“This is for a winter sports destination somewhere in the Himalayas! But I am unable to share the name of the destination due to security reasons.” Thus came the invite for the press trip to Kargil. I instantly knew this was somewhere in Ladakh! In February, at the peak of the winter, Ladakh drapes the costume of beautiful Snow White. I was thrilled with the idea of visiting Ladakh, yet again. The last time I came, it was summer! The scorching mid day sun caused us sweat followed by gusting wind that sent a chill down the spine! 

Before I begin, I must remind you Kargil is the second largest city of Ladakh. It is, in fact, one of the districts of Ladakh. Many people are yet to figure out basic geography when it comes to Ladakh. In their mind, Leh is different from Ladakh and Kargil is a celestial being. Nope, Nada!

Ladakh is the newest Union Territory of India, as of 2021. Leh is Ladakh’s capital. Kargil is one of the districts. Ladakh is the all encompassing grandpa of myriad geographies ranging from layered snow pits of Dras to frozen lake of Pangong Tso, the green belts of Batalik and countless high passes! Some of the latter make for the highest motorable roads of the world!

Traveling to Kargil in winter brings in the joy of experiencing unprecedented snow!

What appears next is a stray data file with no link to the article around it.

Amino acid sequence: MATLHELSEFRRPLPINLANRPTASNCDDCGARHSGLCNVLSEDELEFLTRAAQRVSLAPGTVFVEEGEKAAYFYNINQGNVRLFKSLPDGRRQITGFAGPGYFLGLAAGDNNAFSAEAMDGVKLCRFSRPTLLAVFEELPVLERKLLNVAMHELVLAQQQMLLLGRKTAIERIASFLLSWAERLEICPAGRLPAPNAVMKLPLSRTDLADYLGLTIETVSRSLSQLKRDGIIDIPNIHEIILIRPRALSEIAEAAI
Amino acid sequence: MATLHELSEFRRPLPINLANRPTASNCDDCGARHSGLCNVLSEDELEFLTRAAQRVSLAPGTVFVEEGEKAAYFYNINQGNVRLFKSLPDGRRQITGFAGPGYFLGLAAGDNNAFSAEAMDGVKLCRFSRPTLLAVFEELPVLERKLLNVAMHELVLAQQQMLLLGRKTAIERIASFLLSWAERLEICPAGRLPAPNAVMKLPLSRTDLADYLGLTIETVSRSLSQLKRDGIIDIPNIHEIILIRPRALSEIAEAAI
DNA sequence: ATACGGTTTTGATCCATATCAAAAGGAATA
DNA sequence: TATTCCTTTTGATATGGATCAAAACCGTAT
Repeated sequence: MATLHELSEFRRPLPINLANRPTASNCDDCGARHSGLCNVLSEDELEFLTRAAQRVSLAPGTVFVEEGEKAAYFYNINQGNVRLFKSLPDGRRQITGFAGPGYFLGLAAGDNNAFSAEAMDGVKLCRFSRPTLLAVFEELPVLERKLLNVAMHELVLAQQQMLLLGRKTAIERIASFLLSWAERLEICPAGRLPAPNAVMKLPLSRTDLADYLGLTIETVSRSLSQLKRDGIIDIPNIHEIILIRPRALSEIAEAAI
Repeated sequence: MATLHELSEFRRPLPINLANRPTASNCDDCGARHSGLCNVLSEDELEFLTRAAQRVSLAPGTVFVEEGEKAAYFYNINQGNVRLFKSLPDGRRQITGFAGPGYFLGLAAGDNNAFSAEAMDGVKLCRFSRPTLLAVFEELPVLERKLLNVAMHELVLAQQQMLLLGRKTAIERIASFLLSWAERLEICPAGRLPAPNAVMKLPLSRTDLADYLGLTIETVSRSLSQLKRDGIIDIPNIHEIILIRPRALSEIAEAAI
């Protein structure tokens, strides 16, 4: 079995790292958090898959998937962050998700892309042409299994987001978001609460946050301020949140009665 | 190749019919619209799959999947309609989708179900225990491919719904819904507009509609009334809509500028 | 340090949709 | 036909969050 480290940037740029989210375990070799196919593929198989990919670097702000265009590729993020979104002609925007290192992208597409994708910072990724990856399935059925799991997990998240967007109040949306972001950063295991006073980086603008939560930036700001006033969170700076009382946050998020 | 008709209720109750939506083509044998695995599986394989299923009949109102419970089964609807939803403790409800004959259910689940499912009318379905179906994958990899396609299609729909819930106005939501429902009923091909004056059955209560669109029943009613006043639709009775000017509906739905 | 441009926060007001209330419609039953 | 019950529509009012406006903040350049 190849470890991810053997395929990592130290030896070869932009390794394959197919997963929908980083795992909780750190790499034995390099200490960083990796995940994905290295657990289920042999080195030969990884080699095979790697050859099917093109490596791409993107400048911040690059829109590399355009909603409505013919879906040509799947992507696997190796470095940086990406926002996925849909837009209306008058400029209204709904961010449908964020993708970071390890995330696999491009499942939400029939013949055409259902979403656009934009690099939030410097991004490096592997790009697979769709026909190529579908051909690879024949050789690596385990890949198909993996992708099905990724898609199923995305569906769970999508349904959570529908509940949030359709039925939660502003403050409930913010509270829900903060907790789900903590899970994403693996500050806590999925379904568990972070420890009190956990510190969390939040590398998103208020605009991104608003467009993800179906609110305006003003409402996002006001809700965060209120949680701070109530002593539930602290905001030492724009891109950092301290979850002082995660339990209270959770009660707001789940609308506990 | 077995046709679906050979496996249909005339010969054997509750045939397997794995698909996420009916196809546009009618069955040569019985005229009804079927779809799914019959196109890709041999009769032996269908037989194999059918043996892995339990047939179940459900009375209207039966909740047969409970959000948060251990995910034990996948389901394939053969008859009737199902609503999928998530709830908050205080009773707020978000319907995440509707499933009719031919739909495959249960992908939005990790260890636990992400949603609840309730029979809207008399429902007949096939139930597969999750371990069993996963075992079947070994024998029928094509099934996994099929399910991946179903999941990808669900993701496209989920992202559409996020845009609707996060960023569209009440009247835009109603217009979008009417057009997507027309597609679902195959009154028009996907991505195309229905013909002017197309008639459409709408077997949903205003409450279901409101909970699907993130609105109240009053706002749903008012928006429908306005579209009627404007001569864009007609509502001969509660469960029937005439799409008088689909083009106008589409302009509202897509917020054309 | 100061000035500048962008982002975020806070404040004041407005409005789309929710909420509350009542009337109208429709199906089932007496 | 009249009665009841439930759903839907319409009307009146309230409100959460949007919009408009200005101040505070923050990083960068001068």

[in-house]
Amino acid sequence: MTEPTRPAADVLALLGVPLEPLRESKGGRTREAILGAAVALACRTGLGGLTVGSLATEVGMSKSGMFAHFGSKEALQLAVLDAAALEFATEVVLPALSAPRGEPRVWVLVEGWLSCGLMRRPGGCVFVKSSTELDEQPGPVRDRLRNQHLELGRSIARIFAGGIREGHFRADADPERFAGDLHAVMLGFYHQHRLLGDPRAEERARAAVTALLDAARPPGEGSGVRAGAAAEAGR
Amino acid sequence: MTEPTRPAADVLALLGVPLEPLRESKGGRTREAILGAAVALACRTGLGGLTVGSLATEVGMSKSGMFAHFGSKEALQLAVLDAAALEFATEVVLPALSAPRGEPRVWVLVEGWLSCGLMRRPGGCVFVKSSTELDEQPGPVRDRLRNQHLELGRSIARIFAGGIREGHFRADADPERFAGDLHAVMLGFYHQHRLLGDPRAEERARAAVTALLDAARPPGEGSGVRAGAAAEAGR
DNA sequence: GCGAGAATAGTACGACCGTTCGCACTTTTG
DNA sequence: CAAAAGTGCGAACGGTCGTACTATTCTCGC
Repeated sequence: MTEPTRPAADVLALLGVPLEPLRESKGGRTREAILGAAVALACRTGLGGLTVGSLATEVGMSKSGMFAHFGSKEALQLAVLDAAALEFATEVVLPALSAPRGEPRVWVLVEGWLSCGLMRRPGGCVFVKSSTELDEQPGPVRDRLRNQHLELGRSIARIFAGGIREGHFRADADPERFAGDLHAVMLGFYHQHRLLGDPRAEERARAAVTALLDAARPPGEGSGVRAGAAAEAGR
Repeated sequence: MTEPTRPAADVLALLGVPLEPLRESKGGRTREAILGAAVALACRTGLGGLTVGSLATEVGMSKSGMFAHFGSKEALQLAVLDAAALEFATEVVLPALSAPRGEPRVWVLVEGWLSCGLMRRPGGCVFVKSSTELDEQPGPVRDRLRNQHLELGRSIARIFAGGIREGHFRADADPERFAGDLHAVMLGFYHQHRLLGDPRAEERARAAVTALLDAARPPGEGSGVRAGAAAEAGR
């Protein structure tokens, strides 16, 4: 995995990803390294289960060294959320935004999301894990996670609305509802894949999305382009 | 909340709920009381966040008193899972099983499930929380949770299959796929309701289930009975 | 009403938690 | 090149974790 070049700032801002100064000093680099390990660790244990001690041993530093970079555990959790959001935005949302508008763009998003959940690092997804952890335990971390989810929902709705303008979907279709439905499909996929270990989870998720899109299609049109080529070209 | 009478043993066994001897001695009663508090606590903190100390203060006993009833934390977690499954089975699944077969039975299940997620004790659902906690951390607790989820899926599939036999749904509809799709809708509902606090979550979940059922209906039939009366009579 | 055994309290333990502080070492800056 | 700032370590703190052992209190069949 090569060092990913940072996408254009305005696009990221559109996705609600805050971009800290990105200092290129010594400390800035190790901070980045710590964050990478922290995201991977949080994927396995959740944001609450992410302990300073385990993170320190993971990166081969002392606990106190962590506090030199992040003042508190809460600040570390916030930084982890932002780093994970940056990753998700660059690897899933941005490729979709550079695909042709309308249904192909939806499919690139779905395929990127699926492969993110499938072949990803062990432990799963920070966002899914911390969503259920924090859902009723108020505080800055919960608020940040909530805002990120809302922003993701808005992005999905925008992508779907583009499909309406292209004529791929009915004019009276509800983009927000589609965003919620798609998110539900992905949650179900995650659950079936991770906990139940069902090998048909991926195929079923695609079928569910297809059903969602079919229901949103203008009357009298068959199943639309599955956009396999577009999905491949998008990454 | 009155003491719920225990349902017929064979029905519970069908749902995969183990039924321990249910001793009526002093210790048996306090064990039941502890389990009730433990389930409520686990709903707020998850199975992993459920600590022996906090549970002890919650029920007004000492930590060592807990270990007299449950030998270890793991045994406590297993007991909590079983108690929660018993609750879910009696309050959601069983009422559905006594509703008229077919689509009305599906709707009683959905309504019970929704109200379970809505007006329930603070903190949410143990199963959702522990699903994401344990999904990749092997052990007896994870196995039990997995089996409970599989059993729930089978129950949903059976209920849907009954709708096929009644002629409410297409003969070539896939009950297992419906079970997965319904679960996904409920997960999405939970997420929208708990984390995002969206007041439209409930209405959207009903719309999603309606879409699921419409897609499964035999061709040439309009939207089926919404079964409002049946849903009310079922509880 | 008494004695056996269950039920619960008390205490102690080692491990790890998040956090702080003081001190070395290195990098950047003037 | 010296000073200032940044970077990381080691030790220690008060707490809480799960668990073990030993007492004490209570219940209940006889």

The Insurmountable Cold of Kargil!

I was told it would be cold in Kargil. Pack enough woolens. 

In only cold could have been conquered with woolens !

In Kargil, we woke up to snowfall, reached hotel at the dark of the night amid a snow storm, got stuck at Himbotingla pass, at an astounding height of 13,700 feet amidst a snow blizzard and the car had skidded several times on black ice. 

To think of it, it is nothing short of a miracle we remain unscathed of the profound cold while traveling in Kargil. Unlike the Instagram poster pictures, the Kargil sky remained perennially overcast. The iconic sunrise of Kargil bestowed us with golden rays only one day and boy oh boy was it not beautiful! On other days, Kargil town wore a white snow blanket and sunrise was a rather bleak event. The sun came stealthily.

A local house made with cold resistant material naturally sourced from the environment in Kargil

A little drive off the national highway from Kargil town and you would come across vast landmass, dotted with rural settlement now under knee deep snow. Simple amenities of an urban life like running water is a luxury here. We were overcome with cold, beauty of snowclad mountains and unexpected scenery while the locals stressed how well they have adapted life beside the snow. They complained of a headache when they go down to warmed regions near the plainland. The cows and the dogs, albeit domesticated, often had a worn out jute cover on them.